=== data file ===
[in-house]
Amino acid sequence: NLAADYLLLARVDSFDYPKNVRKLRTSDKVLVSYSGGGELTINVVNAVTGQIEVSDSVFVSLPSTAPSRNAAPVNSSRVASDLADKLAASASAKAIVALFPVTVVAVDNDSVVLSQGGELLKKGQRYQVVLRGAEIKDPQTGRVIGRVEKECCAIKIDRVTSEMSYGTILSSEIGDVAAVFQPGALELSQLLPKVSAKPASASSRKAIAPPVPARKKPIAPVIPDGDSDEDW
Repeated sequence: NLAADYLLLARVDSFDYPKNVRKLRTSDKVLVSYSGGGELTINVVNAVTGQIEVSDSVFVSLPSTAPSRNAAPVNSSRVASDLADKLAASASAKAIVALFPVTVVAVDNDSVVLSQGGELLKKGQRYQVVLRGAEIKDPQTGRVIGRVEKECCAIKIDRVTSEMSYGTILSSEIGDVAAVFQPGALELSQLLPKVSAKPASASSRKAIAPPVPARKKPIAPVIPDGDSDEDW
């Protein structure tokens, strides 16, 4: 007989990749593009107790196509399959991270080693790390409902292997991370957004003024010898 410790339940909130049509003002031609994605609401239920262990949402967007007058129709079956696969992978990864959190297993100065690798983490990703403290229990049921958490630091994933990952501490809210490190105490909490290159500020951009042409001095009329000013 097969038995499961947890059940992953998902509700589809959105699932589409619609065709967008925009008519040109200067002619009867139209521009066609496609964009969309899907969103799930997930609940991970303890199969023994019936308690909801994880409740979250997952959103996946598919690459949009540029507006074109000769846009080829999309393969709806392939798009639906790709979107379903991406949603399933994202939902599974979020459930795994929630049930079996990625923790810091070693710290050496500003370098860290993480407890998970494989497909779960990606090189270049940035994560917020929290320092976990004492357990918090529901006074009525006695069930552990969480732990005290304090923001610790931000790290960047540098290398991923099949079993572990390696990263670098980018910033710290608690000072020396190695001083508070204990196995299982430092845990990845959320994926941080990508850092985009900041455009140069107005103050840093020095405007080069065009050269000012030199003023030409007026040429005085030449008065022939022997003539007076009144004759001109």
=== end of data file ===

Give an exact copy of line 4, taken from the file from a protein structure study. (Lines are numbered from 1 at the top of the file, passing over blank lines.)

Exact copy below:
């Protein structure tokens, strides 16, 4: 007989990749593009107790196509399959991270080693790390409902292997991370957004003024010898 410790339940909130049509003002031609994605609401239920262990949402967007007058129709079956696969992978990864959190297993100065690798983490990703403290229990049921958490630091994933990952501490809210490190105490909490290159500020951009042409001095009329000013 097969038995499961947890059940992953998902509700589809959105699932589409619609065709967008925009008519040109200067002619009867139209521009066609496609964009969309899907969103799930997930609940991970303890199969023994019936308690909801994880409740979250997952959103996946598919690459949009540029507006074109000769846009080829999309393969709806392939798009639906790709979107379903991406949603399933994202939902599974979020459930795994929630049930079996990625923790810091070693710290050496500003370098860290993480407890998970494989497909779960990606090189270049940035994560917020929290320092976990004492357990918090529901006074009525006695069930552990969480732990005290304090923001610790931000790290960047540098290398991923099949079993572990390696990263670098980018910033710290608690000072020396190695001083508070204990196995299982430092845990990845959320994926941080990508850092985009900041455009140069107005103050840093020095405007080069065009050269000012030199003023030409007026040429005085030449008065022939022997003539007076009144004759001109």